When I was eleven, my mother went into drug rehabilitation. And again, when I was thirteen, fourteen, and at sixteen, too. In the midst of all this, my father put me into a program for children of addicts, hoping to give me some perspective on addiction, what it meant for me and for my family. I had so many questions, and I heard so many different answers. I read, voraciously, trying to understand what happened, why it did, what we could have done to prevent it, what I would need to do to help her recover. What I learned, in a convoluted way, led me to believe in personal responsibility.
You see, doctors involved in addiction therapy will tell you that addiction is an illness, like cancer. You can force cancer into remission through treatment, but it will never go away. It is always lurking there, right around the corner, and can reappear at anytime. In the same way, an addict will never be truly safe from his addiction. It can cause cravings at any time, even after years of being clean.
The problem is that a large part of addiction recovery depends on the person. Cancer is not affected by the mindset of the patient, by the support of their family and friends, by their dedication to getting well, their willingness to change their life to support their new lifestyle. All of these things and more affect addiction recovery.
My mother was blessed with family to support her, to help her as much as they could, on the road to being clean and sober, and a productive, healthy adult. What she lacked was the willpower to stay there. The addiction made her crave her drugs of choice, to think about her next high nearly every waking moment. What they did not do was force her to lie, to steal, to sell herself for money, to pass fraudulent prescriptions, to serve time for her various misdeeds.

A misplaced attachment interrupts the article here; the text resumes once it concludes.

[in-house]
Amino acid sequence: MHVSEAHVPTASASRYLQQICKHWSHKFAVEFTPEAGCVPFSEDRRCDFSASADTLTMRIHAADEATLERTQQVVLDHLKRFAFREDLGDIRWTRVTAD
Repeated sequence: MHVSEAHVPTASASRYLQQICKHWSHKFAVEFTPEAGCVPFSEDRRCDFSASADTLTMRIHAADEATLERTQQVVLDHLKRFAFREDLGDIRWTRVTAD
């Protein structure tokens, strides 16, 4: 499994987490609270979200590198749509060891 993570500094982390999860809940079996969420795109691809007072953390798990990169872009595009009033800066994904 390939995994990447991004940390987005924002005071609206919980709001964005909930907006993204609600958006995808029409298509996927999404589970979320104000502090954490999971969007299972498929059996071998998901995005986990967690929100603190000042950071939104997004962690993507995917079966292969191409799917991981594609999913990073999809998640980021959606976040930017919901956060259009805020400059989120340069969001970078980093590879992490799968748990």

Somewhere in all this, my mother made a decision, to go with what was easy instead of what was right. Instead of fighting for her family, her friends, her life, for herself, she chose to give in.
To this day, she will not admit that she made mistakes. She has never apologized. She lays all blame at the foot of her addiction. She will tell anyone and everyone that she had no choice in what she has made of her life, and how much she wants to be clean. But her actions speak louder than her words. For the past fifteen years, she has never taken responsibility for anything she has done.
In the end, although I am no longer on speaking terms with my mother, I have to thank her. If it was not for learning from her example, as bad as it was, I might never have developed such strong beliefs and a willingness to stand behind them. I take credit for my own actions, for better or worse, and accept the consequences of them. I believe in personal responsibility.